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Ex-Gov. Whitcomb, lawyer, POW, adventurer, dies at 98

February 5, 2016

Former Indiana Gov. Edgar Whitcomb, who escaped from a Japanese prisoner camp by swimming overnight during World War II and then made an around-the-world solo sailing trip while in his 70s, has died at age 98.

The Republican small-town lawyer, who was quick to veto legislation even though the Legislature was controlled by fellow Republicans, died on Thursday, according to his daughter, Patricia Whitcomb. He began a years-long quest around the world in 1987, more than a decade after leaving office, that included seeing his sailboat sink off the coast of Egypt.

“Governor Ed Whitcomb was a great man whose life of courage, service and adventure inspired generations of Hoosiers and he will be deeply missed," Gov. Mike Pence said in a statement Thursday, adding that the former governor died at his home near the Ohio River community of Rome, Indiana.

Whitcomb was governor from 1969 to 1973, a tenure marked by ongoing disputes over spending and taxes. He vetoed scores of bills, most notably a plan backed by then-House Speaker Otis Bowen in 1971 to cut property taxes by increasing the state sales tax. Whitcomb had won the GOP nomination for governor at the party’s 1968 state convention over Bowen, and he took a strict stance against any tax increases.

Bowen went on to win election as governor in 1972 and push a similar property tax plan through the Legislature the next year. The changes were well-received by the public, and Bowen was wildly popular when he left office.

Whitcomb, though, didn't retreat from his position, saying his work to economize state government and block tax hikes had benefited residents.

“Surely the hundreds of millions of dollars which are in the hands of taxpayers as a result of your refusal to increase general taxes have contributed to this surge in personal income,” Whitcomb told legislators in his 1973 farewell address.

Whitcomb’s term as governor also saw the Legislature establish, over his veto, that most of the state would follow Eastern Standard Time year-round. That decision to not have time changes in 80 of the state's 92 counties kept Indiana out of sync with much of the country until legislators approved statewide daylight saving time in 2005.

He also helped ensure decades of Republican dominance of Indianapolis by signing into law the government unification of the city and its GOP-leaning suburban communities in Marion County.

Whitcomb was born in the southern Indiana town of Hayden and was a student at Indiana University before enlisting in the Army Air Corps in 1940, becoming a navigator for B-17 bombers.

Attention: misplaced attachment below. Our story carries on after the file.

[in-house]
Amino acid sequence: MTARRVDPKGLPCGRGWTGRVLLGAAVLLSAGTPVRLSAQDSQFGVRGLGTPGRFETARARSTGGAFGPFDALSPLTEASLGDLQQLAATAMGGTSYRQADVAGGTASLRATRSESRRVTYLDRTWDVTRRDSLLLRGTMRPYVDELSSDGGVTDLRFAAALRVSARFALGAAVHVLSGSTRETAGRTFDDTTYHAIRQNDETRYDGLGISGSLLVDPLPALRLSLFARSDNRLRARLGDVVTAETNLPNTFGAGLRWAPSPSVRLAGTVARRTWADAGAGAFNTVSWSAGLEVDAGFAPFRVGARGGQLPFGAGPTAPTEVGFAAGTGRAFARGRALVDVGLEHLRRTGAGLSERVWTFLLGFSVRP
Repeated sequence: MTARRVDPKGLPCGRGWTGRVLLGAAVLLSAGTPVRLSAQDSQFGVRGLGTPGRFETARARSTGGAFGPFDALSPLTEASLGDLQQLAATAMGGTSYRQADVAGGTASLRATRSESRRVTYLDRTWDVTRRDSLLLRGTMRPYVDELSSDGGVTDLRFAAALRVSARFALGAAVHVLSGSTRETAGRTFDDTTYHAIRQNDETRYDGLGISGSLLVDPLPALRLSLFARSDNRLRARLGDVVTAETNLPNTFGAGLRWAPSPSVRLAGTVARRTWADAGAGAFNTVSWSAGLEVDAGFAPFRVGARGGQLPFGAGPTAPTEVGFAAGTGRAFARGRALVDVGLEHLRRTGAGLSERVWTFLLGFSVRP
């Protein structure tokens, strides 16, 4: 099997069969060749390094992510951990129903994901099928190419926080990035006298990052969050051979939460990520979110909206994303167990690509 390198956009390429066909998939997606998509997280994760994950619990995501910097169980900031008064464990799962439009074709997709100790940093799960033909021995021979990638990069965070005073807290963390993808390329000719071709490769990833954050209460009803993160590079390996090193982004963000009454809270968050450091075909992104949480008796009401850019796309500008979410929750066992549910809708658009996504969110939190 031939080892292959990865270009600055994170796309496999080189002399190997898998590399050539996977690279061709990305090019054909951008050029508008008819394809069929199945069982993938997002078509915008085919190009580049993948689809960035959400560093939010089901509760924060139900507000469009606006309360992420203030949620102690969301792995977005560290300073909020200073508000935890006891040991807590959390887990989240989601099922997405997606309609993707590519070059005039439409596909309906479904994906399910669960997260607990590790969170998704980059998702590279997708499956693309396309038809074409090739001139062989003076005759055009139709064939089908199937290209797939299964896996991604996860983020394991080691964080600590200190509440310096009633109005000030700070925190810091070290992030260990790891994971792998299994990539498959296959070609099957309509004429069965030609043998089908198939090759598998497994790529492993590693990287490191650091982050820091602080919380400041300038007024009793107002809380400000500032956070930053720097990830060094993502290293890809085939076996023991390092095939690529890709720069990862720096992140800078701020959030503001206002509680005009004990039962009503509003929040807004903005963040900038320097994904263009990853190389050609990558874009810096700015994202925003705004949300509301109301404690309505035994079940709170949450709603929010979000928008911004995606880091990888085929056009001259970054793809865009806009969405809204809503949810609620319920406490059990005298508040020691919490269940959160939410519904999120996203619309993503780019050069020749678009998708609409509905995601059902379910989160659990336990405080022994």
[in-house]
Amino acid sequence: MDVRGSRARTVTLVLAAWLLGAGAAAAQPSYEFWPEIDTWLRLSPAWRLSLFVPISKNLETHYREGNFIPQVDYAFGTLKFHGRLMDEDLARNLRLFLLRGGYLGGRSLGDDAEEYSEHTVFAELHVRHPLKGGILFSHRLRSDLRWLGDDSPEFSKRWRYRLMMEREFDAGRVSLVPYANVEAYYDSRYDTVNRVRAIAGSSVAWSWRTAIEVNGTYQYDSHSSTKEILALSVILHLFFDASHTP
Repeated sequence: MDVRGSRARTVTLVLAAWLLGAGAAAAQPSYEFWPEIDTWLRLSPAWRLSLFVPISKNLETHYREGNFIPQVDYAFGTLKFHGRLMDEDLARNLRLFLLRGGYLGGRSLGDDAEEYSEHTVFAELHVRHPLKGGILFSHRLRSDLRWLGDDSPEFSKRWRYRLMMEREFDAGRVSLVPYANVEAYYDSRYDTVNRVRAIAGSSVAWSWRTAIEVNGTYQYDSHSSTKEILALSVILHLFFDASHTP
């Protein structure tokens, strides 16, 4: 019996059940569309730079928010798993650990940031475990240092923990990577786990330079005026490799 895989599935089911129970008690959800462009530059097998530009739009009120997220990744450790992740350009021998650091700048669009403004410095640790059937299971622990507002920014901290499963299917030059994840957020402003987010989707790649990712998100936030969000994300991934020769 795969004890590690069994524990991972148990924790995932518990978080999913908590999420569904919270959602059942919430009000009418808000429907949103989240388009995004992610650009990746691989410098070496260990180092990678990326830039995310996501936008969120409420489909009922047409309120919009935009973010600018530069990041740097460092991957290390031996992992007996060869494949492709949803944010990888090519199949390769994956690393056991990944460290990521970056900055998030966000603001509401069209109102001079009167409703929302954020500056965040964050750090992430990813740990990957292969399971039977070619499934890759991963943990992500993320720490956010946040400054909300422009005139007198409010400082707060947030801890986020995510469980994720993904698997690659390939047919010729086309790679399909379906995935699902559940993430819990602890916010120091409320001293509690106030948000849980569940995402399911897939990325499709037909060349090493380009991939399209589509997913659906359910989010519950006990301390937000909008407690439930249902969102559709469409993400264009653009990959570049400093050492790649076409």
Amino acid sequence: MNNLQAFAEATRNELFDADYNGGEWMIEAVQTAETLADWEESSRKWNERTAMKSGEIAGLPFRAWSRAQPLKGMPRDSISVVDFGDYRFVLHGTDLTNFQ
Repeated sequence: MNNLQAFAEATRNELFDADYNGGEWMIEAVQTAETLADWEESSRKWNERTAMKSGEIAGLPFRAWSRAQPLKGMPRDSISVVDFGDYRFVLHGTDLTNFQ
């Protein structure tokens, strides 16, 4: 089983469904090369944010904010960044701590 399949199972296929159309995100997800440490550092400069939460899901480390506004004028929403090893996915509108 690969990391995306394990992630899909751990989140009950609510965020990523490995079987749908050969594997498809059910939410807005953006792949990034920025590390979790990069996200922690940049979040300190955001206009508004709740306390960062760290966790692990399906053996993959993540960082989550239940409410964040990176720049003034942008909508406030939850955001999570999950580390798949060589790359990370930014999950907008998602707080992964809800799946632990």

He was stationed at a base in the Philippines when Japanese aircraft struck there hours after the December 1941 attack on Pearl Harbor. He was among several thousand troops captured and imprisoned on the small island of Corregidor, from which he and another American escaped by swimming overnight more than two miles to Bataan only to be recaptured days later. Whitcomb wrote about those experiences in a 1958 memoir, “Escape from Corregidor.”

He practiced law in the southern Indiana communities of North Vernon and Seymour while starting his political career. He won election in 1966 as Indiana secretary of state, which gave him a platform for his 1968 gubernatorial campaign.

Whitcomb and his wife, Patricia, divorced in 1987 after 36 years of marriage. That same year, he began his quest to sail solo around the world.

The journey started by crossing the Mediterranean from Israel to Gibraltar. He completed the trip in stages during the good sailing season — including 55 days from Costa Rica to Tahiti. His 30-foot sailboat sank in 1996, after striking a shallow coral reef off Egypt, after Whitcomb had passed the longitude of his starting point for his around-the-world trip.

“At first, in the Mediterranean I endured some storms that I didn't think I was going to survive,” Whitcomb said in a 1996 interview. “And after being through three or four or five of them, then you get the feeling, ‘Well, I got through the others. I'll get through this.’ Then I got so I didn't worry about them.”

In his 80s, he moved to an isolated cabin, with a battery as its only electrical source, on 140 acres of forest along the Ohio River.

He lived there for several years with Mary Evelyn Gayer before they married in 2013 — when he was 95 and she was 83. They met 12 years earlier while taking a computer class.

In a statement, Attorney General Greg Zoeller recalled a multi-day family fishing expedition on the Ohio River in 2012 joined by Whitcomb. “We learned firsthand that he was a most remarkable man who represented the very best of our Hoosier spirit, akin to the bold pioneers who founded Indiana 200 years ago,” Zoeller said in a statement.

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